3. closing/opening staff are often alone- when you’re alone, sometimes you see or hear things that aren’t (?) there
  4. people die/suffer trauma at bars- sad but true, maybe the trauma leaves a psychic residue

So perhaps it is all in our heads; I don’t believe that but you’re entitled to if you like. I have two stories I can’t for the life of me explain, but I will save them for the podcast. Let’s get on to the cocktail!

It’s surprisingly difficult to come up with a ‘ghost-theme’ classic cocktail. I mean there are plenty of spooky names for drinks and plenty of corny Halloween cocktails online; but very little to work with in the classic sense of a ‘ghost’. I chose the ‘White Lady’, and went with the recipe from the Savoy Cocktail Book as it has claim to being one of the first recipes. It is what I would classify as a ‘daisy’- a family of drinks including the Sidecar and Margarita. The definition of daisy is loose, but it should contain a base spirit, citrus, and orange liquor as a sweetener. Soda water is optional, and then you basically have a Collins anyway, but I digress. The Savoy version is just two parts dry gin to one part each Cointreau and lemon juice, simple, dry, elegant- but a little lacking in body. Most bartenders I know use a beefier version with egg white, and make it into a gin sour.

White Lady

(modern version)

2oz dry gin

1oz lemon juice

3/4oz simple syrup

1 egg white

Shake without ice, then shake with ice, strain into a cocktail glass, apply bitters in little dots and dashes on top as you see fit

Why did I choose the White Lady? I feel like a ‘Lady in White’ is one of the most common apparitions reported at bars and hotels, and in general. The scorned bride who died tragically at her own hands, or the hands of another, or through some accident, is a common theme in folklore. She is a sad and elegant reminder of a bygone age, an equally scary and sympathetic figure, who calls us back to the edge of belief in an afterlife that may not be any happier than this mixed bag of existence. So therefore let us toast to her, all of the versions of her, and wish her soul some relief this Halloween!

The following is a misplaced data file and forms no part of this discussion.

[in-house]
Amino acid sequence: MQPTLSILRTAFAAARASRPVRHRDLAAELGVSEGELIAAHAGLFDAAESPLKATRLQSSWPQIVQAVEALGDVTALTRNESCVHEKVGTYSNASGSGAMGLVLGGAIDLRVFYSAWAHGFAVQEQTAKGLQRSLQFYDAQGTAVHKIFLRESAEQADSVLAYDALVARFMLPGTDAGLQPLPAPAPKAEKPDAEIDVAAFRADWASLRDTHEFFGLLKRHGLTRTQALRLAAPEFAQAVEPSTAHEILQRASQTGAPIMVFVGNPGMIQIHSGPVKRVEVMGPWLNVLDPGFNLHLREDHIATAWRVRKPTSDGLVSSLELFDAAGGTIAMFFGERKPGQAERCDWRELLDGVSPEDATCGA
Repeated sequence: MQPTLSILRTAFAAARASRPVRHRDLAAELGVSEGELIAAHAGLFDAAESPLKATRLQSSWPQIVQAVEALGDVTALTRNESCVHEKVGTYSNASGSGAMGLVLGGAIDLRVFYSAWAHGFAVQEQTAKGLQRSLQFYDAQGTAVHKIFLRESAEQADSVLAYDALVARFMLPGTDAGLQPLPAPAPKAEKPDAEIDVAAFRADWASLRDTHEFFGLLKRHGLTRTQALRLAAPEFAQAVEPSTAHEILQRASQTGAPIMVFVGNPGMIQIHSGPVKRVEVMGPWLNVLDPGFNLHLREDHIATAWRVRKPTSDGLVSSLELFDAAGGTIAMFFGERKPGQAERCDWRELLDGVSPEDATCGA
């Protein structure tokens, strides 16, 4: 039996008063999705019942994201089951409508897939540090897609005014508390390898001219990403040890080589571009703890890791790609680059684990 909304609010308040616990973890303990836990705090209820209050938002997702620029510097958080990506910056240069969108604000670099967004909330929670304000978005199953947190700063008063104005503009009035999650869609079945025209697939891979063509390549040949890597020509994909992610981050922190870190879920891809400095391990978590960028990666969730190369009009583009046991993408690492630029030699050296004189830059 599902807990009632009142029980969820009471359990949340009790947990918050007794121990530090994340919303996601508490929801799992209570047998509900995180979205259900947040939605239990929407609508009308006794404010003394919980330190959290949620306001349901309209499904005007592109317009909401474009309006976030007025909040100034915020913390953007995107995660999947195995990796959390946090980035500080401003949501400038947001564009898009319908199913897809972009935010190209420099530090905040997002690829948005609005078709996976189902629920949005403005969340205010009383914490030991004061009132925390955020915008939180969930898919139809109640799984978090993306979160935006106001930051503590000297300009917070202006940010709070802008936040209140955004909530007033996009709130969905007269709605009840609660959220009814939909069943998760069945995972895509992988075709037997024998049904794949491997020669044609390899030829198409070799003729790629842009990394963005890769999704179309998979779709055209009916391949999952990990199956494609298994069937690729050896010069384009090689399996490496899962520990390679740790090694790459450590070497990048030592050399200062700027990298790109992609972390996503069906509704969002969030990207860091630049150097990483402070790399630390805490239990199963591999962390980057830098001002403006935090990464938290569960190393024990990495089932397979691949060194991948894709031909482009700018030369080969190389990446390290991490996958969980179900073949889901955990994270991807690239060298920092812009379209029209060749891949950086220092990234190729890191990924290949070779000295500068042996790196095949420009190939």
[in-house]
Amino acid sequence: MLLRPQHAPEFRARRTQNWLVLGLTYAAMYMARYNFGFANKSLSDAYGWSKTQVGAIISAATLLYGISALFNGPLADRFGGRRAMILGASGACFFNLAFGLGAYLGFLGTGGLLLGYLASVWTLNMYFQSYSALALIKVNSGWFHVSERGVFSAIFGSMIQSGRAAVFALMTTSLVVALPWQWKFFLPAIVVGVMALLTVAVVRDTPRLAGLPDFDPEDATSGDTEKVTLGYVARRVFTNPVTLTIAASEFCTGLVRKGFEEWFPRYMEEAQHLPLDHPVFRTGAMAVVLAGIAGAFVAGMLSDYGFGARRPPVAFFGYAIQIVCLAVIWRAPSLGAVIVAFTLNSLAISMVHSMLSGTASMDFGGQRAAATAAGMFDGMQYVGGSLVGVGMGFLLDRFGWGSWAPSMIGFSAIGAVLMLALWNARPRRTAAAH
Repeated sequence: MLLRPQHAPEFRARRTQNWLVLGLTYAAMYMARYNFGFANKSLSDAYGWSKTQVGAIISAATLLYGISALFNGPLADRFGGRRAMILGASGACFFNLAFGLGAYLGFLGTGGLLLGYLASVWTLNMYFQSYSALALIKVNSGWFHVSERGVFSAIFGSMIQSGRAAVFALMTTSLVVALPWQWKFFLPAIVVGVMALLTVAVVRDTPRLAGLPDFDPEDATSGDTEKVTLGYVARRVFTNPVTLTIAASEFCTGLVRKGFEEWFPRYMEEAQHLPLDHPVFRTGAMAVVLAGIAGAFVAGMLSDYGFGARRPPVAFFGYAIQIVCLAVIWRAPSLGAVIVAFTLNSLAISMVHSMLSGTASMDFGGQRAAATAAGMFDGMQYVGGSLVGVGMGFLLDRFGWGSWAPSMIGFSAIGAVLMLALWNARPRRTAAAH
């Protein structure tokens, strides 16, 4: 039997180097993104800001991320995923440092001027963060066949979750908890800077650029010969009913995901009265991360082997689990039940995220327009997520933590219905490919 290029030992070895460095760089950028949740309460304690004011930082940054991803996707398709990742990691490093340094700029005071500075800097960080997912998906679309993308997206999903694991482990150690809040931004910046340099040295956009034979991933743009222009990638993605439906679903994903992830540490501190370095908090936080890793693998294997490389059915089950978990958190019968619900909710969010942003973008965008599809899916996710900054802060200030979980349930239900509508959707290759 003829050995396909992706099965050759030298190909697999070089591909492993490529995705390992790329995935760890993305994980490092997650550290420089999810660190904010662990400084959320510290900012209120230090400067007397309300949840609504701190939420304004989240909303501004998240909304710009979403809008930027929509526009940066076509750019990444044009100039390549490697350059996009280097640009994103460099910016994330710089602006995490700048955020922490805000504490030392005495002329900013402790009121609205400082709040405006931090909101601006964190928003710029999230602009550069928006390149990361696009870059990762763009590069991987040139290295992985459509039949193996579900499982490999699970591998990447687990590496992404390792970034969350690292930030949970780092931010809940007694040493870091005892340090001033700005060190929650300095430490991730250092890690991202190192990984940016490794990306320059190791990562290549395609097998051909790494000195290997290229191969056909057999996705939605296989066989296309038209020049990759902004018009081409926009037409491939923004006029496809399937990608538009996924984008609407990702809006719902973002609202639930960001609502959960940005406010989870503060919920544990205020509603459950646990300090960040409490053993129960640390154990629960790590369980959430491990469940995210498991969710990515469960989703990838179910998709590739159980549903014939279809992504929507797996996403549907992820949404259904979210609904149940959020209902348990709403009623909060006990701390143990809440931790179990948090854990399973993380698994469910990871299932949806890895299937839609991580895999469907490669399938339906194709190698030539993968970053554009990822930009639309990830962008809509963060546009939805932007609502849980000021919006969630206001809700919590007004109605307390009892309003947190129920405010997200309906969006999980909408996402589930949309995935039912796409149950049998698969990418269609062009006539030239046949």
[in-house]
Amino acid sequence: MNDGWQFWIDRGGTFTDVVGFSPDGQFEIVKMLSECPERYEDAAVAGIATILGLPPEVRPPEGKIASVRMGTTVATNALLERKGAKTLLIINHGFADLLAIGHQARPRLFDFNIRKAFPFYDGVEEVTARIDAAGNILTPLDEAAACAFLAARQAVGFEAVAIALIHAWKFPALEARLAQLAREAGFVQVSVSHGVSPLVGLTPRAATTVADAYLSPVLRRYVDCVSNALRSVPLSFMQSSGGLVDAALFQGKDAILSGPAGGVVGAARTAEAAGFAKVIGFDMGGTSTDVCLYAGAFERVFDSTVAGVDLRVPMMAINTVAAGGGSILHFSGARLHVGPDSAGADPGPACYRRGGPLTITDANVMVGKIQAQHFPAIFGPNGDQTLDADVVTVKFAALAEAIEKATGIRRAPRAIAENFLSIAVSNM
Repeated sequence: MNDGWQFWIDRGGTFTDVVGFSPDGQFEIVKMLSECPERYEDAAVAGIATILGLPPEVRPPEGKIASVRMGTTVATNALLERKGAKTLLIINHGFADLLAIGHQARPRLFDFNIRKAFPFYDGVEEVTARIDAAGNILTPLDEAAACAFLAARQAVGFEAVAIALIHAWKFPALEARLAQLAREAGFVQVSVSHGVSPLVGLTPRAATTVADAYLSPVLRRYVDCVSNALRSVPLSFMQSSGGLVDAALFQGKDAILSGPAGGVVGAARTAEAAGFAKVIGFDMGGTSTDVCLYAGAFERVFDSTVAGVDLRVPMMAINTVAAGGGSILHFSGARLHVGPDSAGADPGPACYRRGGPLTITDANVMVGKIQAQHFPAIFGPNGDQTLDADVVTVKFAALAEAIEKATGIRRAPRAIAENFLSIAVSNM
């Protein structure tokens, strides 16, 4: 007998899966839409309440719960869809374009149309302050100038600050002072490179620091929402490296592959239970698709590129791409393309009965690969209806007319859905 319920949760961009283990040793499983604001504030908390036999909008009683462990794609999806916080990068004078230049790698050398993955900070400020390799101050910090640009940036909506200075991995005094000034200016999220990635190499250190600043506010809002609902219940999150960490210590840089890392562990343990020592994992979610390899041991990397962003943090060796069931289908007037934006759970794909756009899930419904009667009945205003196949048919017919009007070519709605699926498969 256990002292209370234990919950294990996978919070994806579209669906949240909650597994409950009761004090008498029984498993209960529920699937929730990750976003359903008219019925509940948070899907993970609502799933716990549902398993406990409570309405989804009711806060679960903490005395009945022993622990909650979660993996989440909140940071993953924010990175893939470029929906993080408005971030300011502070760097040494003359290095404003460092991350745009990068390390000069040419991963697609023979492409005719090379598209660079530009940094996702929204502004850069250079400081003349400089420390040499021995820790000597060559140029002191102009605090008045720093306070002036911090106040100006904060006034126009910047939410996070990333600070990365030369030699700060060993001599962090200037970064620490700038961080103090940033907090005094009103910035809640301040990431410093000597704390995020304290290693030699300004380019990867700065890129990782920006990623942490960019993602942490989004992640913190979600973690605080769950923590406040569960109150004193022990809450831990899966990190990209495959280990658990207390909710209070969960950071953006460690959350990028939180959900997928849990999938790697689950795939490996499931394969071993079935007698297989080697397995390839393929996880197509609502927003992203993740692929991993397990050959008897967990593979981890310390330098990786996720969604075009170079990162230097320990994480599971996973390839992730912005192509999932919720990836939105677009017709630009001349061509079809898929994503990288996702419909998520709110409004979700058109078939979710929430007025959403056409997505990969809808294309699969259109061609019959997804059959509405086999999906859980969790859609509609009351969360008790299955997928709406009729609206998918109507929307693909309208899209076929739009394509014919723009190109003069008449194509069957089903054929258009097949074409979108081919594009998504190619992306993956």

The Dark Watchers..

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Ever feel like you’re being watched? Well you are, but let’s leave the NSA, Russia, Amazon, Facebook, etc, out of it for awhile (hi guys!). If you find yourself in the Santa Lucia Mountains of coastal California, perhaps in search of a nice Pinot Noir, you may end up with some company. According to Jason Offutt in his book Chasing American Monsters, the Chumash Indians were the first to see mysterious silhouettes standing on the mountain ridges, silently staring. Spanish settlers recorded seeing these vigilantes oscuros, and a quick search online (specifically the comments section of the Weird California page on the subject [unsecure link, not sharing it]) shows that these things are still being seen regularly today. Back to Offutt, “Legend has it these humanoid creatures rarely appear to anyone who is carrying a gun, or is dressed in weatherproof clothing; they only reveal the themselves to people who wander the mountains in more old-fashioned garb.”

Pepé, the protagonist of the John Steinbeck short story ‘flight’ had a gun, and little good it did him shortly after seeing the Dark Watchers.

Once, on a white barren spur, he saw a black figure for a moment, but he looked quickly away, for it was one of the dark watchers. No one knew who the watchers were, nor where they lived, but it was better to ignore them and never to show any interest in them. They did not bother one who stayed on the trail and and minded his own business.

Pepe looked up to the top of the next dry withered ridge. He saw a dark form against the sky, a man’s figure standing on top of a rock, and he glanced away quickly not to appear curious. When a moment later he looked up again, the figure was gone.

John Steinbeck, ‘Flight’

Steinbeck was interested enough in these mysterious beings that his son, Thomas, collaborated on a book (In Search of the Dark Watchers) about the subject with artist Benjamin Brode. Apparently lore of the Watchers was deeply ingrained in his upbringing, his grandmother even claiming to have traded with them- which is lore altering if true.

Poet Robinson Jeffers, in his poem ‘Such Counsels You Gave to Me’ also mentioned “the watchers, who are often seen in this length of coast range, forms that look human to human eyes, but certainly are not human. They come from behind ridges to watch.”

So, what are these ethereal observers? Are they like the ‘shadow people’ many observe in their bedrooms at night? Are they ghosts, or the remaining vibrations of a people long passed on? Perhaps it is a form of alien intelligence, curious about our hiking habits? Whatever they are, I thought they deserved a cocktail of their own. Luckily the boys at Bootlegger Tiki were up to the task and helped me whip up “The Dark Watcher aka the Poor Pepé”.

old-fashioned garb and all

1 1/2 oz Singani 63

1/2 Demerara syrup

1/2 lime juice

1/4 oz fallernum

barspoon grenadine

barspoon açaí pureé

shake with crushed ice, Collins glass, garnish with edible flowers to accentuate the floral aspects

It’s refreshing and dangerous, and just dark enough to add a sense of mystery. If you ask the bartenders at Bootlegger nicely, I am sure you could get them to make you one.

It’s watching me..

..and if you see something dark watching you on the horizon, just leave it be.